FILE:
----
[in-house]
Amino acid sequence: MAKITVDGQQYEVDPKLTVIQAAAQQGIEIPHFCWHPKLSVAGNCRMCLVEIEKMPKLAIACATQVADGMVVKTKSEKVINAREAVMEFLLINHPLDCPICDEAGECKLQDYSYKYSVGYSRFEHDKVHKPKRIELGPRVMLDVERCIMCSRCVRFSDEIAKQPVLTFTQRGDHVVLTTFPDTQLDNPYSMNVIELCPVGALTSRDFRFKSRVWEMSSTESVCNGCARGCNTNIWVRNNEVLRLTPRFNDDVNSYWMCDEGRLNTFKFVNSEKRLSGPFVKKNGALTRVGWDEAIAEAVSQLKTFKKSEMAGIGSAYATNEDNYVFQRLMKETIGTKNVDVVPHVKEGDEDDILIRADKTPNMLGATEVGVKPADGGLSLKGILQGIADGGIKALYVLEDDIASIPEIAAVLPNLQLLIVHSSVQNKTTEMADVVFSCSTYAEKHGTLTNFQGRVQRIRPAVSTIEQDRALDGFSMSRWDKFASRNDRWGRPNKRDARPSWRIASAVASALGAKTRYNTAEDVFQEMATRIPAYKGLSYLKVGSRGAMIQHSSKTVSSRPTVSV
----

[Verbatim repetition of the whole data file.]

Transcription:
[in-house]
Amino acid sequence: MAKITVDGQQYEVDPKLTVIQAAAQQGIEIPHFCWHPKLSVAGNCRMCLVEIEKMPKLAIACATQVADGMVVKTKSEKVINAREAVMEFLLINHPLDCPICDEAGECKLQDYSYKYSVGYSRFEHDKVHKPKRIELGPRVMLDVERCIMCSRCVRFSDEIAKQPVLTFTQRGDHVVLTTFPDTQLDNPYSMNVIELCPVGALTSRDFRFKSRVWEMSSTESVCNGCARGCNTNIWVRNNEVLRLTPRFNDDVNSYWMCDEGRLNTFKFVNSEKRLSGPFVKKNGALTRVGWDEAIAEAVSQLKTFKKSEMAGIGSAYATNEDNYVFQRLMKETIGTKNVDVVPHVKEGDEDDILIRADKTPNMLGATEVGVKPADGGLSLKGILQGIADGGIKALYVLEDDIASIPEIAAVLPNLQLLIVHSSVQNKTTEMADVVFSCSTYAEKHGTLTNFQGRVQRIRPAVSTIEQDRALDGFSMSRWDKFASRNDRWGRPNKRDARPSWRIASAVASALGAKTRYNTAEDVFQEMATRIPAYKGLSYLKVGSRGAMIQHSSKTVSSRPTVSV